Restaurant News

First Look at Viet Huong Vietnamese Restaurant

The spot at suite C-3 in the Hong Kong City Mall IV in Chinatown has seen numerous concepts come and go in the last few years. Three notable ones come to mind: Banh Cuon Tay Ho, Com Ga Houston, and most recently the popular Vietnamese dessert spot, Bambu. Nothing stuck. It’s been a revolving door.

Well, hopefully that’s about to change. A quick lunch today at the brightly lit, attractively appointed Viet Huong, which advertises “Mon Ngon 3 Mien,” which translated, means "Delicious Vietnamese dishes from the three regions of Vietnam," was very promising. It wasn’t too crowded, but the people who were there — predominantly Vietnamese — seemed to be enjoying what they were eating. 

The menu is simple, just an 8 by 11 inch laminated sheet with main dishes on the front, and drinks on the back, everything priced between $5.95 and $7.45. There are exactly 10 dishes on the menu, and it appears to be organized in order of dish popularity. The first item on the menu is Bun Bo Hue ($6.95), a central Vietnamese thick rice vermicelli noodle soup made of pork hock and beef simmered in spices and aromatics. The second menu item is Bun Rieu ($7.45), a rice vermicelli, tomato and crab noodle soup, which hails from North Vietnam. Other common dishes they had were Com Tam Bi Suon Nuong ($6.95), a broken rice dish topped with shredded pork, pork chop and egg pie; and the Bun Thit Nuong ($5.95), a chargrilled pork and rice vermicelli bowl, which I ordered, along with a cup of iced tea, which set me back a whopping $1.00.

Service was fast and efficient, and within no time, an attractive white octagonal porcelain bowl set in front of me. Julienned cucumber, pickled carrots and daikon, bean sprouts and aromatic herbs were arranged in a pleasing arc around the chargrilled pork, which had a smattering of crushed peanuts and green onions on top. I was pleasantly surprised by how appetizing it looked.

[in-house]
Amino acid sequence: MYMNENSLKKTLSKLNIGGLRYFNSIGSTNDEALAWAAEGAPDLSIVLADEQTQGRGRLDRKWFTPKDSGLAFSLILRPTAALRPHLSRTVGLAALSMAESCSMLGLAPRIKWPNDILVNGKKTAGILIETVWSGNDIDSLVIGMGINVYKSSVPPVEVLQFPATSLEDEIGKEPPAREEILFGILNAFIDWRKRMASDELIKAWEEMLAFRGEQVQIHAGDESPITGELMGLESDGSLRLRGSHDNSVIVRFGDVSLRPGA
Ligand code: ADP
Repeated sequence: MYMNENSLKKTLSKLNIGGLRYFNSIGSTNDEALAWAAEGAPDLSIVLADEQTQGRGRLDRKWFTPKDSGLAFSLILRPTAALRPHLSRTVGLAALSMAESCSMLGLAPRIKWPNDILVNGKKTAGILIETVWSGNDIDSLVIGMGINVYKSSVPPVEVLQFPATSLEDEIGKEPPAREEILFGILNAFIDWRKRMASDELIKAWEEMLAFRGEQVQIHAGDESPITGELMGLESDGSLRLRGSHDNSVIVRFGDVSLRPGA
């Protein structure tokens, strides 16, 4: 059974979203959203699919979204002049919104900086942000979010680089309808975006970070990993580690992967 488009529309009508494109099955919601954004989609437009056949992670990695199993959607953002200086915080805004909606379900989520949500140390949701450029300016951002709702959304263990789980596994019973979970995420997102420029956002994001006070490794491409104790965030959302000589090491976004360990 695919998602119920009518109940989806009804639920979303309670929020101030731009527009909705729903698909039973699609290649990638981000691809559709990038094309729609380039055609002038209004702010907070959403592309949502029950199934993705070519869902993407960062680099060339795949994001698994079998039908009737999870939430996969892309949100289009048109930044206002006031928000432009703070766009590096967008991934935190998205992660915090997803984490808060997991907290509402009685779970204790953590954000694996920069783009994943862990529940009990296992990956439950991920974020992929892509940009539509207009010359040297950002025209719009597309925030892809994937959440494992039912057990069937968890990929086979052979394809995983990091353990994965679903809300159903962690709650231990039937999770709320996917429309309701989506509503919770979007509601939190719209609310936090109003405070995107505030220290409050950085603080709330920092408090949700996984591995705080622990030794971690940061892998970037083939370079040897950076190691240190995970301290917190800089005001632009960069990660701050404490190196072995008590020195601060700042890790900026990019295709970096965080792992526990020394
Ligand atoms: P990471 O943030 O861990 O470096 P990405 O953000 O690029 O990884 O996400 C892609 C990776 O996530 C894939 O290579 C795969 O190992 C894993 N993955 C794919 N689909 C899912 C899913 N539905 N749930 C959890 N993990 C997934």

Bun Thit Nuong is a simple dish that is easy to get wrong. Sometimes you get meat that’s too lean or tough or flavorless. Sometimes the nuoc mam pha, or mixed fish sauce, is too strong or salty. I am happy to report that Viet Huong got both of these right. The chargrilled pork was tender, with just enough fat clinging to the meat to give it an added depth of flavor. The mixed fish sauce was light and slightly sweet, with small chiles to give the dish a bit of heat. I mixed everything up in my bowl so that I could get a bite of meat, noodle, and vegetables in each bite. It was delicious, and definitely one of the better versions of this dish I've had in a long while.

Viet Huong
This is one of those places that's in between fast-casual and full service. The servers take your order at the table, but when you're done, you pay at the counter. As I was standing in line for my meal, I asked a young man who’d just finished his Bun Bo Hue how it was. “It’s pretty good,” he said, with obvious satisfaction. I looked at his bowl and noticed that it was completely empty, and that he’d finished every last drop of his broth - always a good sign. Viet Huong has only been opened for a few weeks, so you wouldn't know about it unless you frequent the mall often. They accept credit cards with a minimum charge, and the staff seemed to take pride in the food that they served. Their faces beamed when I told them I really enjoyed my meal. Hopefully this will be enough to break the curse at spot C-3. I'm already planning a return visit so that I can try that Bun Bo Hue.

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Mai Pham is a contributing freelance food writer and food critic for the Houston Press whose adventurous palate has taken her from Argentina to Thailand and everywhere in between -- Peru, Spain, Hong Kong and more -- in pursuit of the most memorable bite. Her work appears in numerous outlets at the local, state and national level, where she is also a luxury travel correspondent for Forbes Travel Guide.
Contact: Mai Pham